When Ian Fleming met Sean Connery

Ask anyone about their favourite James Bond and the chances are a large percentage will say Sean Connery.

In a recent poll of 2,000 fans by the Hollywood Reporter, a massive 76% of respondents named the veteran Scottish actor as the best 007 of all time – although my own personal favourite is, without question, Roger Moore.

The surprising thing is that when James Bond’s creator Ian Fleming met Sean Connery, he didn’t want him to play the British super-spy! In a recent interview, Connery claimed Fleming wasn’t happy with a “working-class Scot” playing the smooth and suave spy.

© Moviestore Collection Ltd / Alamy Stock Photo

He said Fleming had shortlisted seven actors, including Cary Grant as the number one choice – Connery didn’t even make the shortlist! Connery said Fleming’s first choice had been Grant, but he was “too expensive”.

Connery described Fleming as a “snob”, claiming he got the role almost by default, because everyone the author wanted was ruled out for one reason or another! Thankfully for the viewing public, Fleming couldn’t have been more wrong and Connery has gone down in history as the most famous and best-loved Bond of all time.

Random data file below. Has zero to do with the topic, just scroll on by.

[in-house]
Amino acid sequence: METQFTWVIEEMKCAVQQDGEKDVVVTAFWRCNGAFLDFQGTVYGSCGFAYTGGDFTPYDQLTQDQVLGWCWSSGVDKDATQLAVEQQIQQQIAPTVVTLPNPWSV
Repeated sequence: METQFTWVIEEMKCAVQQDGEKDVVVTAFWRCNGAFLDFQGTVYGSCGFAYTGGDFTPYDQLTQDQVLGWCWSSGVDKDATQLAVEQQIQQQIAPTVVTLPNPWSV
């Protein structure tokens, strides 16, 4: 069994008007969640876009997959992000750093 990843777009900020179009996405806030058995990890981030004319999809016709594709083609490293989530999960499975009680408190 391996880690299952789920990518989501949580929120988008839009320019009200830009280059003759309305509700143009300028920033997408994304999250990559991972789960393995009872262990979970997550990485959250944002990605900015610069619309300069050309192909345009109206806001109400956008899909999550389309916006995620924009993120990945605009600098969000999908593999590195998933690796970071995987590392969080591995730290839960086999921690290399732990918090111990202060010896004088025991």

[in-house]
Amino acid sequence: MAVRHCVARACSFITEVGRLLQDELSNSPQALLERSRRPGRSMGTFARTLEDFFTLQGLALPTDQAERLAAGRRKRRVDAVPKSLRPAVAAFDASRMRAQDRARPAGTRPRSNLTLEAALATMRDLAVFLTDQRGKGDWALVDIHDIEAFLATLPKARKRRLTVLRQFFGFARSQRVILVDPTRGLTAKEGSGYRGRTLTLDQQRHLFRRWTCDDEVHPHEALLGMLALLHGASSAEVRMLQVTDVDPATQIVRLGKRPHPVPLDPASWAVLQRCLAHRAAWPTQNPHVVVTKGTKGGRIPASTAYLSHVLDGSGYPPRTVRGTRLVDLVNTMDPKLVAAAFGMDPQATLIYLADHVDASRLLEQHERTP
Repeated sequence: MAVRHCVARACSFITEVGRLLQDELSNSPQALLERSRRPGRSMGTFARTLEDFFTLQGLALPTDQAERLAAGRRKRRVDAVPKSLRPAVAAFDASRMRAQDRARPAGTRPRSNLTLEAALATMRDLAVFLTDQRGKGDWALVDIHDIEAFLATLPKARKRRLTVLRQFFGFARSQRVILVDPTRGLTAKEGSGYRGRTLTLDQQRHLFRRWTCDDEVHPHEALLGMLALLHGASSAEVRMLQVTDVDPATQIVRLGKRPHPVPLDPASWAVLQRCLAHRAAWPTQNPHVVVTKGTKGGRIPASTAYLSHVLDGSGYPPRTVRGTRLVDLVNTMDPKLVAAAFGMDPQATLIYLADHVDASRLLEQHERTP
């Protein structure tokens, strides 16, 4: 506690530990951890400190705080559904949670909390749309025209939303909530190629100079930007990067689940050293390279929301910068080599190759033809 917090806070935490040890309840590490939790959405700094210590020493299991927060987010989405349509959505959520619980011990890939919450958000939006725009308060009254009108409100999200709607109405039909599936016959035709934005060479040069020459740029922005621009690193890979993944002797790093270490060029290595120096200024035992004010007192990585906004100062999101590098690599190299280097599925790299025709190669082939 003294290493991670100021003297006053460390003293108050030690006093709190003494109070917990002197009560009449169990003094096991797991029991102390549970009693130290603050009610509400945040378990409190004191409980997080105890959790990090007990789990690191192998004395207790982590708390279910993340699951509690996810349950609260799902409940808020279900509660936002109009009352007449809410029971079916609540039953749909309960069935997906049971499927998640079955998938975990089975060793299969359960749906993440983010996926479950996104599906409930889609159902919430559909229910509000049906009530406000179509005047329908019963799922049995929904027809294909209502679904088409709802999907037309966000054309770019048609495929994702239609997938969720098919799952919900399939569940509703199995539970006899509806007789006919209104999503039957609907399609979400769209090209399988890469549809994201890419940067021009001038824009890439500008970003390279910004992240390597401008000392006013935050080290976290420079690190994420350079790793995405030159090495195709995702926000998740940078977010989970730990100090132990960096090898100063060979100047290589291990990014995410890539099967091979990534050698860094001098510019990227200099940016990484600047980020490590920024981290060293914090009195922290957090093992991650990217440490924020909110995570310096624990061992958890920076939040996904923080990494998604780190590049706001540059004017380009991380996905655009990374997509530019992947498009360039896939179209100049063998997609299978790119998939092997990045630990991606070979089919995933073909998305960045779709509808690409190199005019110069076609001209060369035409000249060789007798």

Military career
Born in London in 1908, Fleming was brought up in wealthy Mayfair. His father was the MP for Henley, Valentine Fleming. After attending Eton College, he went on to a small private school, Tennerhof, in Kitzbühel, Austria, run by former British spy, Ernan Forbes Dennis.

He went on to work as a journalist for Reuters News Agency and spent time in Moscow covering news stories in the early 1930s. In May 1939, he became personal assistant to Rear Admiral John Godfrey, the Royal Navy’s director of naval intelligence.

In 1942, Fleming formed the No 30 Commando unit (also known as the 30 Assault Unit), composed of specialist intelligence troops. Their task was to seize documents from enemy headquarters near the frontline of an advance. In December 1944, he was posted on an intelligence trip to the Far East, before being demobilised in May 1945.

The idea of writing a spy novel had begun to form during the war. He began writing Casino Royale in 1952, based on his own experiences, coupled with his imagination. It detailed the exploits of James Bond, an officer in MI6, the Secret Intelligence Service.

This was to be the first of 39 Bond books that he wrote, before his untimely death, at the age of 56, from heart disease in August 1964. To date, there have been 26 James Bond movies.

Former milkman
Connery’s upbringing couldn’t have been more different from Fleming’s privileged childhood. He was born in Fountainbridge, Scotland, in 1930, the son of factory worker and lorry driver Joseph and cleaner Euphemia Connery.

On leaving school, his first job was as a milkman for St Cuthbert’s Co-operative Society in Edinburgh. 60 years later, on a taxi ride through Edinburgh, he could still recall the names of all the streets on his former milk round!